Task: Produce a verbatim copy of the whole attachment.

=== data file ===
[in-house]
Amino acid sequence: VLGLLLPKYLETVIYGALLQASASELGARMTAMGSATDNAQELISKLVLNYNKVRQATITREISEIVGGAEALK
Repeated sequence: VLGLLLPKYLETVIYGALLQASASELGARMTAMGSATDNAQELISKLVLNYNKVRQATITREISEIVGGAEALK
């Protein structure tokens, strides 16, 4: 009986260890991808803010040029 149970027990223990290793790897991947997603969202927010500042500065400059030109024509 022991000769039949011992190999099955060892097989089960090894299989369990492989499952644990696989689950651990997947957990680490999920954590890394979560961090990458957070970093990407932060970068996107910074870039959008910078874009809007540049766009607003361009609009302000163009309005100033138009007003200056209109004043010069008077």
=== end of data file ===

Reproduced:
[in-house]
Amino acid sequence: VLGLLLPKYLETVIYGALLQASASELGARMTAMGSATDNAQELISKLVLNYNKVRQATITREISEIVGGAEALK
Repeated sequence: VLGLLLPKYLETVIYGALLQASASELGARMTAMGSATDNAQELISKLVLNYNKVRQATITREISEIVGGAEALK
């Protein structure tokens, strides 16, 4: 009986260890991808803010040029 149970027990223990290793790897991947997603969202927010500042500065400059030109024509 022991000769039949011992190999099955060892097989089960090894299989369990492989499952644990696989689950651990997947957990680490999920954590890394979560961090990458957070970093990407932060970068996107910074870039959008910078874009809007540049766009607003361009609009302000163009309005100033138009007003200056209109004043010069008077």